Hidden amongst the hustle and bustle of West London is Phoenix Garden, community garden and registered charity. The garden is located near Shaftesbury Avenue and Charing Cross Road and started life as a site for houses and a pub before it became a WWII bomb site, then a car park and finally a garden. As Jago explains, the garden nearly closed permanently in 2016 but reopened in 2017 thanks to charitable donations. And if like me, you recognised it from a recent film, that’s because it featured in the 2019 film, Last Christmas starring Emilia Clarke and Henry Golding.
Before abandoned billboards showing sun-faded adverts from your childhood, there were painted signs on walls that barely stood the test of time. In a new book called Ghost Signs: A London Story, Sam Roberts and Roy Reed look at London’s “ghost signs” and their history.
‘[The signs] are voices from the past, they are public pieces of history written for a past audience, we can only see them by the quirk of their survival,’ says Roberts. These typographic landmarks have survived against significant odds and have a precarious existence in an ever-changing urbanscape. ‘Very few are listed, and many may be lost in the future,’ Roberts adds.
(via The Spaces)
As Jago Hazzard explains in the above video, there were several proposed names for the Victoria Line on the London Underground and the best one was the Viking Line. But it had nothing to do with the seafaring people of 8th century Scandinavia—it was a portmanteau of Victoria + King‘s Cross as the line went through both stations.
[…] King’s Cross and Victoria was also played with neither of these really sounded right. But wait a second… King Vic… Vic King… Viking! Brilliant! That’s the toughest name ever given to a tube line but, no, not quite what they were looking for.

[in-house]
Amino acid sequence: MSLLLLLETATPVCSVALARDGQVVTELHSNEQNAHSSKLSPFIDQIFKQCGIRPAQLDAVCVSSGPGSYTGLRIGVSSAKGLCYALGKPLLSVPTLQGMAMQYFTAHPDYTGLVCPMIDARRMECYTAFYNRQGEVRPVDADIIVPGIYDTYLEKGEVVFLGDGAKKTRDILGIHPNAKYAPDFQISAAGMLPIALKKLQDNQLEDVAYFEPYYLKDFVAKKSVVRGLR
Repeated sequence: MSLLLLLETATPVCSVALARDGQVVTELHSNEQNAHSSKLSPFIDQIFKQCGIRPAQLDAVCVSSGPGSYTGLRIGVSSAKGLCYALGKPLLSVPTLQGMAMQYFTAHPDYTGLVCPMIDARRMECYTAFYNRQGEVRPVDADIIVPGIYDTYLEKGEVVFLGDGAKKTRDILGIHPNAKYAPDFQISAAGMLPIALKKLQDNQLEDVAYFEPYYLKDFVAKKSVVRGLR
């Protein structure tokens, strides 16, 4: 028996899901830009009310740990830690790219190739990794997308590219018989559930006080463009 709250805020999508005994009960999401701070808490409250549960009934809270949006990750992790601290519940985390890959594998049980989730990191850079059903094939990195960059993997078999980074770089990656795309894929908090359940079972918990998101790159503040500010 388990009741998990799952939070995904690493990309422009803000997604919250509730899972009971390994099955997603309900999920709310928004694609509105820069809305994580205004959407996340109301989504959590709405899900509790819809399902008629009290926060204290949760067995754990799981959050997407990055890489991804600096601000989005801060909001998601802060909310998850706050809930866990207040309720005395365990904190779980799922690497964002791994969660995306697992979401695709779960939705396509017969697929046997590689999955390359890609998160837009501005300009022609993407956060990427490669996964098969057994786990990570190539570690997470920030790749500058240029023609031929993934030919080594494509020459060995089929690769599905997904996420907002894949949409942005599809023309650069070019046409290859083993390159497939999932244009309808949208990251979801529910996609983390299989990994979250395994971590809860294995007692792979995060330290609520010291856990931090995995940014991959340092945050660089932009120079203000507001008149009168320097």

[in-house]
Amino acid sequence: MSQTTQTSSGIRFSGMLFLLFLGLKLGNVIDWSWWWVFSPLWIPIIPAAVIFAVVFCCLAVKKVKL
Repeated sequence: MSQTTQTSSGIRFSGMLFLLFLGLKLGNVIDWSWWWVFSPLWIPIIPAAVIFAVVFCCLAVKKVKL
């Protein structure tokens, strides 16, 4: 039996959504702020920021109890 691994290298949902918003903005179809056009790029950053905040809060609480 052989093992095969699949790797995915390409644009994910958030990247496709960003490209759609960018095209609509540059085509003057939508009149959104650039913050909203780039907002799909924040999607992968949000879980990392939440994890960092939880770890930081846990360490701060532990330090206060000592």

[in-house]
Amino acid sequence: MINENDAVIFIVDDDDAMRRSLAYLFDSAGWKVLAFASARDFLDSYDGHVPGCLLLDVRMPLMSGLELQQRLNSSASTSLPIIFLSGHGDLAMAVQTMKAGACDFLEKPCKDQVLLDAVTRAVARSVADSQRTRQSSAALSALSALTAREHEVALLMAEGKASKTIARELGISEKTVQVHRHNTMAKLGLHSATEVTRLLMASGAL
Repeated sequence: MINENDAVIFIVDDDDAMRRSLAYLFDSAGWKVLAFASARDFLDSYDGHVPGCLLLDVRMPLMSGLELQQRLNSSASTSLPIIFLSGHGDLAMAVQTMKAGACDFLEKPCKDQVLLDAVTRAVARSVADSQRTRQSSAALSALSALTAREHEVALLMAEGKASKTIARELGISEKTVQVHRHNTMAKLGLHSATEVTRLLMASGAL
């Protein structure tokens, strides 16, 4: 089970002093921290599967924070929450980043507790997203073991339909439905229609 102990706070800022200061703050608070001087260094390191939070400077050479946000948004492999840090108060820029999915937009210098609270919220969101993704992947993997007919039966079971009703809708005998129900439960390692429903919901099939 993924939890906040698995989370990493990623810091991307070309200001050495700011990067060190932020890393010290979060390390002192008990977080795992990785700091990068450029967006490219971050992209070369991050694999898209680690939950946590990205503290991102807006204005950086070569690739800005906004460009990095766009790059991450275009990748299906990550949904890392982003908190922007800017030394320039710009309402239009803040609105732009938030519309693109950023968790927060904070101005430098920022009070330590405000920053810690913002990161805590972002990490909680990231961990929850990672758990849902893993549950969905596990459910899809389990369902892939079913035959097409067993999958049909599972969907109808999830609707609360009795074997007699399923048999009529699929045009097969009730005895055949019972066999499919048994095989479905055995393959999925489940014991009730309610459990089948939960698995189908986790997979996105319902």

We were robbed!
‘Bold, Black British’ was an exhibition held at Christie’s London between 1–21 October, showcasing Black British art from the 80s until the present. It was curated by Aindrea Emelife who wanted to show a wide range of Black British art besides a few paintings:
‘I like to see my curatorial practice as a Trojan horse,’ Emelife explains. ‘I want people to go into exhibitions with one idea, and have other ideas leap out at you, challenging and moving you at unexpected turns, asking you to look again at the history you thought you knew, or look closer at a history that has been seldom looked at.’
I found about this way too late but you can see some of the art via Wallpaper.com and a list of the featured artists on the Christie’s website as well as a 3D virtual tour.
We’ve featured Liam Wong previously and now he’s back with a new book called “After Dark”.
After Dark is a one-of-a-kind publication documenting Wong’s nocturnal journeys through the world’s most captivating cities. Following his début monograph, TO:KY:OO, which captured Tokyo’s beauty at night, Wong widens his lens from the city that became his spiritual and photographic muse to Osaka to Kyoto, London to Seoul, Paris and Rome. But he goes still further, seeking the rich tapestries of night-life in the foggy historical streets of his hometown Edinburgh, penetrating the backstreets of the megacity Chongqing, seizing the verticality of Hong Kong from its rooftops.